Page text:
Divorce Law Basics in the State of Alaska
Also See: Alaska Marriage Laws
- Irretrievable breakdown
- Failure to consummate
- Conviction of a felony
- Wilful desertion for at least 1 year
- Habitual gross drunkeness contracted after the marriage and continuing for at least one year prior to filing
- Incurable mental illness and confinement to a mental institution for at least 18 months prior to filing
- Habitual drug abuse contracted after the marriage and continuing at the time of filing
- Filing party must be a resident at time of filing
- Alaska relies on “equitable distribution” so the court will distribute the marital property “in an equitable manner” if the parties can’t agree on their own. Separate property (property acquired prior to the marriage, as a gift or through inheritance) is not included in property distribution.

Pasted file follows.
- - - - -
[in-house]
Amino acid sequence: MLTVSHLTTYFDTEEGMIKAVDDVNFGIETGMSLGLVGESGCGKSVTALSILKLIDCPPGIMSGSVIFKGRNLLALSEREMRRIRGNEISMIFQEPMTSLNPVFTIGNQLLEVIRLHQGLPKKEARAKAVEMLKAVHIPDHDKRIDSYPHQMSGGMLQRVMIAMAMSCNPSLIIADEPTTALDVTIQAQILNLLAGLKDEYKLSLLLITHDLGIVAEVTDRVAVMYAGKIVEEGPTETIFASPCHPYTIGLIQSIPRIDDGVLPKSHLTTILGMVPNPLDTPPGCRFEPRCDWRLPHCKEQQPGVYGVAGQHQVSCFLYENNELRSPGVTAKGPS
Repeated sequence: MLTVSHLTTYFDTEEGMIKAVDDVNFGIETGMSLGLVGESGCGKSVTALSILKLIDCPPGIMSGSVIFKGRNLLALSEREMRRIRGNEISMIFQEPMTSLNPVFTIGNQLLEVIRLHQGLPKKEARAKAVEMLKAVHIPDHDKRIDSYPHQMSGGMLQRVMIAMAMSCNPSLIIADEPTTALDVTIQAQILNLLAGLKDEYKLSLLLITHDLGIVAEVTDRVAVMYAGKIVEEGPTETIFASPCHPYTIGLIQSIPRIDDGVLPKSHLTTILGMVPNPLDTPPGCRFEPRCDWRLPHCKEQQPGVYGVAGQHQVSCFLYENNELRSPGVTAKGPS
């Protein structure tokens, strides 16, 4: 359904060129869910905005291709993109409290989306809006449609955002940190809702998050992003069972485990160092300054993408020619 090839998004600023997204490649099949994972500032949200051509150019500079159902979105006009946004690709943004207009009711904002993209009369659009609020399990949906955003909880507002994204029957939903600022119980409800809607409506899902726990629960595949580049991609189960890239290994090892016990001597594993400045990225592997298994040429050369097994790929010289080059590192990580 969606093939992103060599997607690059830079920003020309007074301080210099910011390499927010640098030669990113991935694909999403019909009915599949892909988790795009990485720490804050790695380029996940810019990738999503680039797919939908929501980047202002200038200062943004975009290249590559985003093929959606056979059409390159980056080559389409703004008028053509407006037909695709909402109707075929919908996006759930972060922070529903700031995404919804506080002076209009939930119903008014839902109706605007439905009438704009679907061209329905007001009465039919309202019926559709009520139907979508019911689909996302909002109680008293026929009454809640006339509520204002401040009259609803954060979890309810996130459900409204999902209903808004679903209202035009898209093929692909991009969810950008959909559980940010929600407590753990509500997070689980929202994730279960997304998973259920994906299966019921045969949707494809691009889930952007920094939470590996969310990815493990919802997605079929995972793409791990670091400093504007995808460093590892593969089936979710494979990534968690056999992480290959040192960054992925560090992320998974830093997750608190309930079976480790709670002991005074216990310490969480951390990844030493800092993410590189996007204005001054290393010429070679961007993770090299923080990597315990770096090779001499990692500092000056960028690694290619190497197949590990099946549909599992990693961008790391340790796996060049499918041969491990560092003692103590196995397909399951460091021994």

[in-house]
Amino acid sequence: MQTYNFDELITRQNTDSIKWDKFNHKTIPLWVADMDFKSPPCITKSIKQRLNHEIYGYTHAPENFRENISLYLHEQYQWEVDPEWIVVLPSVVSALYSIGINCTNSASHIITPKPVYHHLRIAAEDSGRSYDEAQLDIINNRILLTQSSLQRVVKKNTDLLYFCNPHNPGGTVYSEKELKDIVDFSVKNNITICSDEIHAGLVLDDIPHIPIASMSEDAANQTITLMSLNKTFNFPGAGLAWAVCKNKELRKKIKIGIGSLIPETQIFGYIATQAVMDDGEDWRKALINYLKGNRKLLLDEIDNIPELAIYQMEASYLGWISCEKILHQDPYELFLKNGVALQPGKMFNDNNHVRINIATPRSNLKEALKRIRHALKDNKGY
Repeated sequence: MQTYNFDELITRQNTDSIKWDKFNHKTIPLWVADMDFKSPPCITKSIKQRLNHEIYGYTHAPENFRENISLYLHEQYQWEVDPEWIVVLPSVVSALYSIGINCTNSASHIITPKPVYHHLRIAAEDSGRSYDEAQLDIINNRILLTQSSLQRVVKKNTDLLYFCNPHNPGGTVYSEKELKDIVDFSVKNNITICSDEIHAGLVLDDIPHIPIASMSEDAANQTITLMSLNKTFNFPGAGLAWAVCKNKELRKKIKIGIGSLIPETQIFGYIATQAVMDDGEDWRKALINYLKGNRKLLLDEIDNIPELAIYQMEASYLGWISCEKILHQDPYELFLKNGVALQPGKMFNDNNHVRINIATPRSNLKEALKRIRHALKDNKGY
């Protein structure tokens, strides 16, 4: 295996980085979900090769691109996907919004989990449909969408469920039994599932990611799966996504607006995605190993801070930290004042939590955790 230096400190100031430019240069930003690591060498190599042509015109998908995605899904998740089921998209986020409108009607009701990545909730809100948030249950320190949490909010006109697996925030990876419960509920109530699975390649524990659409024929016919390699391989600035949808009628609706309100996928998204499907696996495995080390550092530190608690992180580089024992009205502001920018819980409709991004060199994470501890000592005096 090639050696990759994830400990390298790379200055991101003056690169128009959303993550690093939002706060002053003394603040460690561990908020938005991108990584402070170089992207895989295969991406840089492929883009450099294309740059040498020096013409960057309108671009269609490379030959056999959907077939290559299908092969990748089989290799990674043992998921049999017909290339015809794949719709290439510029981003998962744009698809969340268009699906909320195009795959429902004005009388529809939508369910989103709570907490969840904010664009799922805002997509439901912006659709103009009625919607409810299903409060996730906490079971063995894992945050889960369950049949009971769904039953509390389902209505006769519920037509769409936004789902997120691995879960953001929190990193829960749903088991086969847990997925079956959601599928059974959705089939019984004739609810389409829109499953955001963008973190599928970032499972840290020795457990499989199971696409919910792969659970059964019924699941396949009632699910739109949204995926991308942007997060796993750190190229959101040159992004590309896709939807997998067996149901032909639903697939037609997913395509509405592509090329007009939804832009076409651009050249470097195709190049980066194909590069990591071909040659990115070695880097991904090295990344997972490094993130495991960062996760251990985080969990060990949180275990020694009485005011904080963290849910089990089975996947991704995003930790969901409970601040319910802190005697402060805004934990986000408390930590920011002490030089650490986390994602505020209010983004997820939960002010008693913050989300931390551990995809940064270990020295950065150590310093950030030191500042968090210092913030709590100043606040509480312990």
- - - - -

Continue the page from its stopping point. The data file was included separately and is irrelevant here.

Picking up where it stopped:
- Alimony may be awarded to either party and is at the discretion of the judge. While the judge is not required to consider fault when determining alimony, the conduct of the parties can be a factor in the decision process.